EMDR (Eye Movement Desensitization and Reprocessing)
EMDR (Eye Movement Desensitization and Reprocessing), a therapeutic approach discovered in 1987 by Francine Shapiro, has grown from controversial upstart to a scientifically validated form of psychotherapy used by millions worldwide. I first heard about it in 1989 from one of my teachers, then a professor of neuropsychiatry at the University of Toronto, who urged my class of psychotherapists-in-training to pay attention. We were skeptical: the purported brevity of treatment, eight-phase protocol, and following lights back and forth with your eyes were far from the less directive norms of psychodynamic psychotherapy, not to mention the painstaking work with transference and counter-transference.
But even then, studies of EMDR were showing promising results, particularly for the relatively new diagnosis of post-traumatic stress disorder (added in 1980 to the Diagnostic and Statistical Manual of Mental Disorders). With the official recognition of PSTD came a new awareness: the cause of a mental “disorder” could be something outside the individual (i.e., a traumatic event) rather than an inherent individual weakness (i.e., a traumatic neurosis). It’s not you, it’s the way your brain stores overwhelming events.
Today, EMDR is used to treat many conditions, from panic disorders, addictions, and PTSD to fear of public speaking and overcoming creative blocks. It has been endorsed by the US Department of Veterans Affairs and Department of Defence and the International Society for Stress Studies and is used by health professionals trained in a variety of approaches, from psychodynamic and body-oriented to cognitive behavioural. Many of its elements include aspects of these familiar approaches to working with psychological distress.
EMDR focuses on memories stored in a maladaptive form that are causing some kind of disturbance in the present. The assumption is that we have an adaptive information processing system designed to overcome traumatic events.
What happens in an EMDR session?
Once it has been determined that EMDR is appropriate and you are ready for treatment, the memory of the distressing event must be accessed. You are directed to focus on the most disturbing aspect, rate it on a scale of 0 – 10 (with “0” being not at all distressing and “10” being the most distressing imaginable), and identify the irrational negative belief or added meaning you gave the event. Common negative beliefs are, “I’m helpless,” “I don’t deserve love,” “It’s not safe unless I’m in charge,” “I have to be perfect,” and “I’m permanently damaged.”
You will then be asked what you would rather believe about yourself, how true that feels in relation to the disturbing event, what emotions you feel, and where you notice them in your body.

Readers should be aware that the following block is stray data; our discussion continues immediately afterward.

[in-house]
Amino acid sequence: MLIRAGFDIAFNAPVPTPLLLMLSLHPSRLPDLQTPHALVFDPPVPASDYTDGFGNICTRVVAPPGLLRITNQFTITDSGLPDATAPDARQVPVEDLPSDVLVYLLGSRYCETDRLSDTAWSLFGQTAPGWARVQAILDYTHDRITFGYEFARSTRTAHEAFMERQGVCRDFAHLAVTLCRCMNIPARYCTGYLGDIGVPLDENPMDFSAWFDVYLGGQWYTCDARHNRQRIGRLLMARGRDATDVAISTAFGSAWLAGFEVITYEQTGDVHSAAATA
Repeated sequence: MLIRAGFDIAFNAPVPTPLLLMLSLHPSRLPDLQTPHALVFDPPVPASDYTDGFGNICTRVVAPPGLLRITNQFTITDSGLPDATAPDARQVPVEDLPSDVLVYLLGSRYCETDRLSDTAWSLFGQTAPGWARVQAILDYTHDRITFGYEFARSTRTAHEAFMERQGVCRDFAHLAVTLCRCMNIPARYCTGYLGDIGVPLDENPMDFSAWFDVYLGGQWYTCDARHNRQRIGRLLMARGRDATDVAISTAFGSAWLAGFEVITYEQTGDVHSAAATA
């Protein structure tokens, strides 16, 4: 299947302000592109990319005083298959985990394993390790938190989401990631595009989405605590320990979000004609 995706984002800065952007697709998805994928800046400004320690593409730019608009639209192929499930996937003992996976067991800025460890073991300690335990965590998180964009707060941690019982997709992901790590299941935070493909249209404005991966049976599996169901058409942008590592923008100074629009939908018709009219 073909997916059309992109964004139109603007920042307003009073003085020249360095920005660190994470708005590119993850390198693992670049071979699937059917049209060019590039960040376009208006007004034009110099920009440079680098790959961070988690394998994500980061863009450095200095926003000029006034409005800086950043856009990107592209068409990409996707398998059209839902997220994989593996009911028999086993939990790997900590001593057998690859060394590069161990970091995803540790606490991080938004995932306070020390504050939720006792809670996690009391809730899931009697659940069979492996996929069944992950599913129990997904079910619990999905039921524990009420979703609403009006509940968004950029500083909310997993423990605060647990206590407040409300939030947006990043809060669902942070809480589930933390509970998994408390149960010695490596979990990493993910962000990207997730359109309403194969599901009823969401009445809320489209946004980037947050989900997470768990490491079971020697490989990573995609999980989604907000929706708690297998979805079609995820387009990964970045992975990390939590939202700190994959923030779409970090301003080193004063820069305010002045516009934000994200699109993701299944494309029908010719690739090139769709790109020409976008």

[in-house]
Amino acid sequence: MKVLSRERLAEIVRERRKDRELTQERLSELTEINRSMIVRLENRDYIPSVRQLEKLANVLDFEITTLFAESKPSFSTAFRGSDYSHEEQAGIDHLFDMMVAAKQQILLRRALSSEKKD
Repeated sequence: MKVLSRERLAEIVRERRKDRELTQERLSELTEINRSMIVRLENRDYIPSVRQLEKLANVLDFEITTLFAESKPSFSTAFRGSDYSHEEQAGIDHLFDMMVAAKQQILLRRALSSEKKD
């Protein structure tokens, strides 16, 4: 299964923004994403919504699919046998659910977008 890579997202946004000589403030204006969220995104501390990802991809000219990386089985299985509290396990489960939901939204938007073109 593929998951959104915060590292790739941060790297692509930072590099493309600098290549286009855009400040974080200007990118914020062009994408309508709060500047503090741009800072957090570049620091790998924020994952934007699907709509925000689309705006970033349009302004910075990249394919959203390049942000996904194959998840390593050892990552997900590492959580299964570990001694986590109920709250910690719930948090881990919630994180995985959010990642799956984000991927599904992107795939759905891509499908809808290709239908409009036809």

Next comes the bilateral stimulation, either in the form of eye movements (following the therapists fingers or a light bar); sound (music recorded to sound in one ear and then the other), or tapping (on the back of your hands, your knees, or even your feet). The bilateral stimulation keeps you in touch with the present while you think about the past, and is thought to help the brain process events in a way similar to rapid-eye-movement sleep. It is also possible that the bilateral stimulation activates the brain’s orienting response.
Between sets of bilateral stimulation, the EMDR practitioner will check in with you. What do you notice now? It is important to answer as honestly as you can. Sometimes nothing seems to happen and then a new thought or image arises. It may or may not be accompanied by emotion. My clients have described the experience as “a Rolodex of memories,” as if different files are opening and closing in their brain. They often experience surprising insights and a sense of peace.
A typical EMDR session lasts from 60 to 90 minutes. The type of problem, life circumstances, and the amount of previous trauma will determine how many treatment sessions are necessary.
The goal of treatment is to get the disturbance level down to a “0”, where you can think about the memory, but it no longer brings up strong emotions or body sensations, and you can think about it in a new, more adaptive way. I have choices. I deserve to be loved. I can let someone else be in charge and it’s okay. I can make mistakes. I am (can be) healthy.
Thank goodness for curiosity! After ten years of using this evidence-based therapy to relieve clients’ psychological distress, my initial skepticism has been replaced with gratitude.
For more information, go to http://www.emdria.org
Getting Past Your Past, Take Control of Your Life with Self-Help Techniques fro EMDR Therapy, by Francine Shapiro (Rodale, 2012).
Tapping In, A Step-by-Step Guide to Activating Your Healing Resources with Bilateral Stimulation, by Laurie Parnell (Sounds True, Inc., 2008)